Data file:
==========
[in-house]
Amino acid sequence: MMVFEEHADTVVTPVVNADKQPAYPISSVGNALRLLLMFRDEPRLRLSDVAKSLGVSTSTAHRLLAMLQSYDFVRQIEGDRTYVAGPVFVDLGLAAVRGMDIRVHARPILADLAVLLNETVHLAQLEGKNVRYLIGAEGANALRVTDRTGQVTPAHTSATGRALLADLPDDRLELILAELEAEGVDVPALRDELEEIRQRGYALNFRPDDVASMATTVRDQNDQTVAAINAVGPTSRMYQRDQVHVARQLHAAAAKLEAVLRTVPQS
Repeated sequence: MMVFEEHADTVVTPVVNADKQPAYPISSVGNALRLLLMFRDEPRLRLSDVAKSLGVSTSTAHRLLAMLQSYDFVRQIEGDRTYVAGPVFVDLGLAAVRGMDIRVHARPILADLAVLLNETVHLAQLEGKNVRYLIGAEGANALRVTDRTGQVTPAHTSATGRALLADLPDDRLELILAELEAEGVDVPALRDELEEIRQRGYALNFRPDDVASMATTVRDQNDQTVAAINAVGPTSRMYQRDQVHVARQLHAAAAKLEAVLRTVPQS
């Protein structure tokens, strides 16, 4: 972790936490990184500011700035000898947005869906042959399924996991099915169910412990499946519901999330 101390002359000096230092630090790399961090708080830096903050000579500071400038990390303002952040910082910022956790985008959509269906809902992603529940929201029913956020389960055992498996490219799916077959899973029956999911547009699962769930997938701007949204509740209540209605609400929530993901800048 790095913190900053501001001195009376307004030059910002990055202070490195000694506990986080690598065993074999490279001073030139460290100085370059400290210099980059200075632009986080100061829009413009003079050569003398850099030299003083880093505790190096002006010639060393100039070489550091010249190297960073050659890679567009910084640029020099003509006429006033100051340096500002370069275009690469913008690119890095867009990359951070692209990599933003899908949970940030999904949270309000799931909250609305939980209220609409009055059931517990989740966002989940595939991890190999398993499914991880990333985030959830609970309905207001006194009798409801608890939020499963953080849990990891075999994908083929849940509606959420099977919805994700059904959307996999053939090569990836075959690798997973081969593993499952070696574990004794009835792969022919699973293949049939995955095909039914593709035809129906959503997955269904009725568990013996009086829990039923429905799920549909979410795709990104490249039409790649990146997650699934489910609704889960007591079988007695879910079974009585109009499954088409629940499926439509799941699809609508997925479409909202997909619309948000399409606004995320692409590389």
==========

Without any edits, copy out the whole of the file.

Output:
[in-house]
Amino acid sequence: MMVFEEHADTVVTPVVNADKQPAYPISSVGNALRLLLMFRDEPRLRLSDVAKSLGVSTSTAHRLLAMLQSYDFVRQIEGDRTYVAGPVFVDLGLAAVRGMDIRVHARPILADLAVLLNETVHLAQLEGKNVRYLIGAEGANALRVTDRTGQVTPAHTSATGRALLADLPDDRLELILAELEAEGVDVPALRDELEEIRQRGYALNFRPDDVASMATTVRDQNDQTVAAINAVGPTSRMYQRDQVHVARQLHAAAAKLEAVLRTVPQS
Repeated sequence: MMVFEEHADTVVTPVVNADKQPAYPISSVGNALRLLLMFRDEPRLRLSDVAKSLGVSTSTAHRLLAMLQSYDFVRQIEGDRTYVAGPVFVDLGLAAVRGMDIRVHARPILADLAVLLNETVHLAQLEGKNVRYLIGAEGANALRVTDRTGQVTPAHTSATGRALLADLPDDRLELILAELEAEGVDVPALRDELEEIRQRGYALNFRPDDVASMATTVRDQNDQTVAAINAVGPTSRMYQRDQVHVARQLHAAAAKLEAVLRTVPQS
């Protein structure tokens, strides 16, 4: 972790936490990184500011700035000898947005869906042959399924996991099915169910412990499946519901999330 101390002359000096230092630090790399961090708080830096903050000579500071400038990390303002952040910082910022956790985008959509269906809902992603529940929201029913956020389960055992498996490219799916077959899973029956999911547009699962769930997938701007949204509740209540209605609400929530993901800048 790095913190900053501001001195009376307004030059910002990055202070490195000694506990986080690598065993074999490279001073030139460290100085370059400290210099980059200075632009986080100061829009413009003079050569003398850099030299003083880093505790190096002006010639060393100039070489550091010249190297960073050659890679567009910084640029020099003509006429006033100051340096500002370069275009690469913008690119890095867009990359951070692209990599933003899908949970940030999904949270309000799931909250609305939980209220609409009055059931517990989740966002989940595939991890190999398993499914991880990333985030959830609970309905207001006194009798409801608890939020499963953080849990990891075999994908083929849940509606959420099977919805994700059904959307996999053939090569990836075959690798997973081969593993499952070696574990004794009835792969022919699973293949049939995955095909039914593709035809129906959503997955269904009725568990013996009086829990039923429905799920549909979410795709990104490249039409790649990146997650699934489910609704889960007591079988007695879910079974009585109009499954088409629940499926439509799941699809609508997925479409909202997909619309948000399409606004995320692409590389």